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 Monday, 18 June 2007

Another step towards all optical networks (AON) has been achieved with the consent of the new Recommendation G.680 by ITU-T's Study Group 15.

The Recommendation will allow operators to take optical add/drop multiplexers (OADMs) and photonic cross-connects (PXCs) from different vendors and integrate them in to an all optical network without having to add expensive optical/electrical/optical conversion (O/E/Os).

This achievement is made possible as the Rec gives operators a way to evaluate the end-to-end quality of a signal where photonic cross-connects (PXC) and optical add/drop multiplexers (OADMs) are deployed. In addition, experts say that the evolution towards an AON could significantly reduce costs for operators by reducing the need for costly optical/electrical/electrical (O/E/O) conversion. As optical transport networks (OTN) evolve, the number of - expensive - O/E/O conversions within their boundaries is coming down.

The two main reasons for the reduction in the number of O/E/O conversions are that DWDM systems are becoming capable of carrying light signals for thousands of kilometers without electrical regeneration and that PXCs and OADMs are becoming available with the capacity, space requirements, power consumption, reliability and cost, suitable for their use in the telecommunication networks. With this evolution experts predict that AONs could extend to all potential routes of the backbone network of a medium size country - optical paths up to around 2,000 km.

The Recommendation defines a "degradation function" of optical network elements (ONEs) such as photonic cross connects (PXCs), optical add-drop multiplexers (OADMs), etc. making up an optical network. It enables the degradation of the signal quality in an all-optical network consisting of ONEs including DWDM line segments to be assessed.

Monday, 18 June 2007 09:14:28 (W. Europe Standard Time, UTC+01:00)  #     |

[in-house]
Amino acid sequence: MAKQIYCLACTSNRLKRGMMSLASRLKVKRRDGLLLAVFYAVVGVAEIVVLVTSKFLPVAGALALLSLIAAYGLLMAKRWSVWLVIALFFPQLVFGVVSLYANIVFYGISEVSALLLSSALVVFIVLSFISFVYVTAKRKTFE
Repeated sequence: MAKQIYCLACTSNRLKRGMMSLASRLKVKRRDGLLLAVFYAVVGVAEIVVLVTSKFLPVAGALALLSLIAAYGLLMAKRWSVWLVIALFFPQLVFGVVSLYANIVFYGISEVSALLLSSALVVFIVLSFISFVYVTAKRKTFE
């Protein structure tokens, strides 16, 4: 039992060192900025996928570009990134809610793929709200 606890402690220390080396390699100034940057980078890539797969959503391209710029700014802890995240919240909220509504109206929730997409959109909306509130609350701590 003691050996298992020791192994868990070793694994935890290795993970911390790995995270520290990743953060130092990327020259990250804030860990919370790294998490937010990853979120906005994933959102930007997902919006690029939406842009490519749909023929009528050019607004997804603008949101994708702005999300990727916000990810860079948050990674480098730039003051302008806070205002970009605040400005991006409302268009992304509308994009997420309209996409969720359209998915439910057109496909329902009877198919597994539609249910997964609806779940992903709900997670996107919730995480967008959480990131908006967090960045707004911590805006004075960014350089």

An upgrade to a widely used specification for fibre optic cables will allow the simpler deployment of Gigabit Ethernet (GbE) in FTTH applications up to 500 m link distance. The original Recommendation ITU-T Rec G.651 provided specifications for multimode fibre which is currently widely deployed for data communications, but not for telecoms.

The work was initiated given two observations; the cost disparity between telecom and data networks, where high speed GbE telecom equipment is often far more expensive than datacom equipment; and the economics of rolling out FTTH into multi-tenant (apartment) buildings where there is a high subscriber density. Ethernet is increasingly seen as an end-to-end technology.

Similar to recently published Rec G.657 on single mode fibre, Recommendation G.651.1 allows for increased cable flexibility. This increased flexibility in a fibre optic cable means that operators can follow tighter corners in buildings and can worry less if cables / fibres are laid with a sharp bend. This all makes installation work more engineer friendly leading also to less re-work. Moreover the closures for fibres can be half the size, important where space is at a premium especially in multi-tenant buildings.

G.651.1 retains many of the key characteristics of its well known predecessor. However manufacturing tolerances and transmission characteristics have been improved significantly. In addition, it has been harmonized fully with relevant IEC standards.

Monday, 18 June 2007 09:10:50 (W. Europe Standard Time, UTC+01:00)  #     | 
 Wednesday, 13 June 2007
Working Party 1, 2, 3, and 4/13 Meetings of Study Group 13 - Next Generation Networks

Geneva, 21 September 2007 (afternoon)

Registration Form

See TSB Collective-letter 8/13 for more information.

Study Group 13 Home

Wednesday, 13 June 2007 17:26:45 (W. Europe Standard Time, UTC+01:00)  #     | 
 Monday, 11 June 2007